African Art as Philosophy: Senghor, Bergson and The Idea of Negritude


Léopold Sédar Senghor (1906–2001) was a Senegalese poet and philosopher who in 1960 also became the first president of the Republic of Senegal. In African Art as Philosophy, Souleymane Bachir Diagne takes a unique approach to reading Senghor’s influential works, taking as the starting point for his analysis Henri Bergson’s idea that in order to understand philosophers one must find the initial intuition from which every aspect of their work develops. In the case of Senghor, Diagne argues that his primordial intuition is that African art is a philosophy.

 To further this point, Diagne looks at what Senghor called the ‘1889 Revolution’, and the influential writers and publications of that time—specifically Friedrich Nietzsche and Arthur Rimbaud, as well as Bergson’s Essay on the Immediate Data of Consciousness. The 1889 Revolution, Senghor claims, is what led him to the understanding of the ‘Vitalism’ at the core of African religions and beliefs that found expression in the arts.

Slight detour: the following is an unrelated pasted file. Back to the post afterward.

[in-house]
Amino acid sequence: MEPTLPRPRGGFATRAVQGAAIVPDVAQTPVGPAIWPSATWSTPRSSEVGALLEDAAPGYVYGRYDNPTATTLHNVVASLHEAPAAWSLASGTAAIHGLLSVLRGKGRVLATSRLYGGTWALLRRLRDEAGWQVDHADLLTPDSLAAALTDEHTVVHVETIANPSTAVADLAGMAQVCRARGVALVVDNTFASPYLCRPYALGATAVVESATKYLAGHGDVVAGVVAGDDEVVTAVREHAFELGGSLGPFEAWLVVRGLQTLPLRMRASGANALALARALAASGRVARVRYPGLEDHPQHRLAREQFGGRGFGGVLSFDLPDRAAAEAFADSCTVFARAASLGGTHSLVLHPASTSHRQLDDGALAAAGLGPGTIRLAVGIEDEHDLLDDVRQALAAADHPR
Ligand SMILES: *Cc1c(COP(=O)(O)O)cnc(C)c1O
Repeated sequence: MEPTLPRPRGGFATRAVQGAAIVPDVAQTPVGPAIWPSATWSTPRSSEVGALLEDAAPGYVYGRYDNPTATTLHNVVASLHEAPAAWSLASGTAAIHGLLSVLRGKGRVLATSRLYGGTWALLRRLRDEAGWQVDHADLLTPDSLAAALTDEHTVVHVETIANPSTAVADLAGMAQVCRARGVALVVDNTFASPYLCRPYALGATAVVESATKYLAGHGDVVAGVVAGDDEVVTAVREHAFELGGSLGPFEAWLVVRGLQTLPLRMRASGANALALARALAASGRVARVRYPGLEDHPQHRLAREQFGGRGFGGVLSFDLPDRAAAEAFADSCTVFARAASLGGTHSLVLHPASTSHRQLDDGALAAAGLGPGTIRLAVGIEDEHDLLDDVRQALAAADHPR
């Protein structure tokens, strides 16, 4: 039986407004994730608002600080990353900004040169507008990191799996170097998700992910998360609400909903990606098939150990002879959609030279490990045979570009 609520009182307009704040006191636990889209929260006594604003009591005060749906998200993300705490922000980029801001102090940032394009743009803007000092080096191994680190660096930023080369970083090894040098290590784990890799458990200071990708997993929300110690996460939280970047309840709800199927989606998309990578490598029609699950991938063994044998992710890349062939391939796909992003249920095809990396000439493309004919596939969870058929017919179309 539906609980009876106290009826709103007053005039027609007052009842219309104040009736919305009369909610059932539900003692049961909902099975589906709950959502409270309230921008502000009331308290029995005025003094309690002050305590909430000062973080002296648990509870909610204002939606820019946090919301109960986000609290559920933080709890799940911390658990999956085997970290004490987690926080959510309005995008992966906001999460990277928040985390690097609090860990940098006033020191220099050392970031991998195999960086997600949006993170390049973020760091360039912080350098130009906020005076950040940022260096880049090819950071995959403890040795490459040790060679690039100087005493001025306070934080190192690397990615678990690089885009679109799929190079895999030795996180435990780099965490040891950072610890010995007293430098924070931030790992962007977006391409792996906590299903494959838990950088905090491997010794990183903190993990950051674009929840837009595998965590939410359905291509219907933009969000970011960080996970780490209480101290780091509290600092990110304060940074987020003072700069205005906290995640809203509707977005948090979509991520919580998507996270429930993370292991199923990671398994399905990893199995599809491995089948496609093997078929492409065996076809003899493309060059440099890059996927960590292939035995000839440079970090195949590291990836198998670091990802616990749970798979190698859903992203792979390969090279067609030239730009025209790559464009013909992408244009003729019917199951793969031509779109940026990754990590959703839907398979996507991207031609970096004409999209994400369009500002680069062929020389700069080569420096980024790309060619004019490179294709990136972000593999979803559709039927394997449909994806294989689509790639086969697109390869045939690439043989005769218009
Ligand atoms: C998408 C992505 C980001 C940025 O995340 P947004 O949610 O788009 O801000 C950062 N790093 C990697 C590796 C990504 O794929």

This book offers a distinct, incisive look at an important figure in African literature and politics that will be welcomed by scholars in African Studies and philosophy. Souleymane Bachir Diagne is a professor at Columbia University in the departments of French and Philosophy.

 Chike Jeffers is an assistant professor in the Department of Philosophy at Dalhousie University, Halifax, Nova Scotia. He has also translated Aimé Césaire’s Letter to Maurice Thorez.